The shadow of William Friedkin’s Seventies blockbuster looms large over every film from the past 50 years that’s dabbled in possession narratives and tales of personal demons being used as fodder by real demons. But it’s especially influential here, even with the Judaic folklore subbing in for Christian ideology. Unlike Father Karras, Yakov has left a world governed by religious beliefs and age-old practices. Like The Exorcist‘s white-collared knight, however, he has had a serious crisis of faith — if not in God, then certainly in a community that raised, nurtured, and possibly repressed him. A graduate of New York City’s Hebrew University College with a master’s in religious education, Thomas knows the world of which he depicts, and isn’t out to exploit Hasidism. He doesn’t seem that interested in exploring it much either, for that matter, which may be a blessing or a bit of a curse. Other than some criticism of the insular subculture’s conservative side via Yakov’s support group, there’s very little to suggest a deeper interest in or into this world past merely putting it onscreen. Which, given how little representation said world usually gets, could itself be construed as a stance. (If The Vigil doesn’t exactly double as a parable for cutting ties with orthodoxy, it does make the struggle literal — when Yakov tries to leave his post after things get nightmarish, he’s physically broken down and dragged right back to where he started.)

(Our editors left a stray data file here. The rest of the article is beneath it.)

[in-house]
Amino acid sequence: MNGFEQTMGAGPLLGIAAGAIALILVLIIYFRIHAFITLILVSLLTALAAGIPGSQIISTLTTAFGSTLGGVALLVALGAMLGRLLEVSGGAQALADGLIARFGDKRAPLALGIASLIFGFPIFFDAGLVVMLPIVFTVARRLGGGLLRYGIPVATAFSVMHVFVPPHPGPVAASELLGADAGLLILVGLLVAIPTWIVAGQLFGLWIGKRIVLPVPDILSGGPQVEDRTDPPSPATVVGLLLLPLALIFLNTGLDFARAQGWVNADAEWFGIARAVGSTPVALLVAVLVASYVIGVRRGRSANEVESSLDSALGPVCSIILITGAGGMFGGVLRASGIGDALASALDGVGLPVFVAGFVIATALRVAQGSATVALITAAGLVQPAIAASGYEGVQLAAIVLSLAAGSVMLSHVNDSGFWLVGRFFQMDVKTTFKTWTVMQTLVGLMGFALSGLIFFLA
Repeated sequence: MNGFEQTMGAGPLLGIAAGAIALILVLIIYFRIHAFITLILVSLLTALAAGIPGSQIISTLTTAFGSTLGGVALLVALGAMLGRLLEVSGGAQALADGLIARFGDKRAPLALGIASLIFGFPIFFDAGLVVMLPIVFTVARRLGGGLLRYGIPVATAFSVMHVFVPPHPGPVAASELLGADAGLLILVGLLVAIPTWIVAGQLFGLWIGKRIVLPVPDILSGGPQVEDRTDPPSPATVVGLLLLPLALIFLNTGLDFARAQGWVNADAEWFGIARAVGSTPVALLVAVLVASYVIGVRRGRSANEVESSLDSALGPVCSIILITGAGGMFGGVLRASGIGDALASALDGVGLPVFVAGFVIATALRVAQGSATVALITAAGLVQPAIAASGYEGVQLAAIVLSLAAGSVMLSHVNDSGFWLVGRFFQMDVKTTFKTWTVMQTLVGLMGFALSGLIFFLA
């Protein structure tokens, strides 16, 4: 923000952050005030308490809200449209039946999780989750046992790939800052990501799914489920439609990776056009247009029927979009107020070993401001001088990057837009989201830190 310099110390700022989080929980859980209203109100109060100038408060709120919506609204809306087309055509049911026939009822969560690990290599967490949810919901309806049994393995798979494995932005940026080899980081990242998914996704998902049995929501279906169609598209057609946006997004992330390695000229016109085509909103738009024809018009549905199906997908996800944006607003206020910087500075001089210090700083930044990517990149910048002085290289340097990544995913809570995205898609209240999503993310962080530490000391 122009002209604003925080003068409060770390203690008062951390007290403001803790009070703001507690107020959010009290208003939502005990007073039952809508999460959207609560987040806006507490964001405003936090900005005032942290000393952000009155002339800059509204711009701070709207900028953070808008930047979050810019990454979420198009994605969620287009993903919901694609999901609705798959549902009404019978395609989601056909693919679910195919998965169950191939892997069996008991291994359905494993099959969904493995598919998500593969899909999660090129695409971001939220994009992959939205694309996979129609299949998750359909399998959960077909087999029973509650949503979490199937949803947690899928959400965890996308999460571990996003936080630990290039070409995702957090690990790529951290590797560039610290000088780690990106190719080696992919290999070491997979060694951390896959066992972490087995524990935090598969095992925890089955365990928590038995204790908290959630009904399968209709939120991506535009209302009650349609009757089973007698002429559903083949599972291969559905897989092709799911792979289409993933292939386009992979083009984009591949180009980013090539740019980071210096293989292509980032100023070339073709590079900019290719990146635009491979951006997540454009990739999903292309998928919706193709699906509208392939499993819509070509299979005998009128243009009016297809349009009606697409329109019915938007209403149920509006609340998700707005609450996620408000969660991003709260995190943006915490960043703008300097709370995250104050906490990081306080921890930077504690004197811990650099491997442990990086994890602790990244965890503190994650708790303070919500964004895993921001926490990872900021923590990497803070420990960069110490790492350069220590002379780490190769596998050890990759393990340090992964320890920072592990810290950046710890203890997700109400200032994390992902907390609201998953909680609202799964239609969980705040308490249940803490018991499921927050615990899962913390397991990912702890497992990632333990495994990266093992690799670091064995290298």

Yakov has also had a stay in a hospital that, it’s intimated, was preceded by a mental breakdown. Thus the lines are blurred as to whether little things like cadavers twitching under sheets, the dead man’s widow (played by the late, great Lynn Cohen) scurrying up a void of a staircase, the sound of a rotten toenail scraping against a linoleum floor, or a video clip texted to Yakov of him asleep on a chair in the same room he’s currently standing in are real or the product of a cracked mind. The dybbuk stops here regardless, and The Vigil is nothing if not determined to break out every trick in the malevolent-spirit-run-amuck book to spook, unsettle, and jar you. Unexplained noises, blaring soundtracks, sudden appearances (and disappearances), figures seemingly coming out of the walls, creepy-crawly bugs, basements with rickety 16mm projectors working of their own accord, a demonic mazzikin with heavy metaphorical significance: You can almost hear a checklist being ticked.

Thomas knows how to fill a frame and how to make something like the film’s final shot feel clever simply via a matter of focus. (The way he utilizes specific Jewish iconography for Yakov’s final standoff is a nice touch as well.) He also seems to rely heavily on a stock arsenal of scare tactics — as well as a message about letting go of guilt, pain, and the past — that can make you feel like you’ve seen/heard this ghost story before. Familiarity doesn’t breed contempt in this case. It only makes you pine for its creator to follow a less predictable, less comfortable path.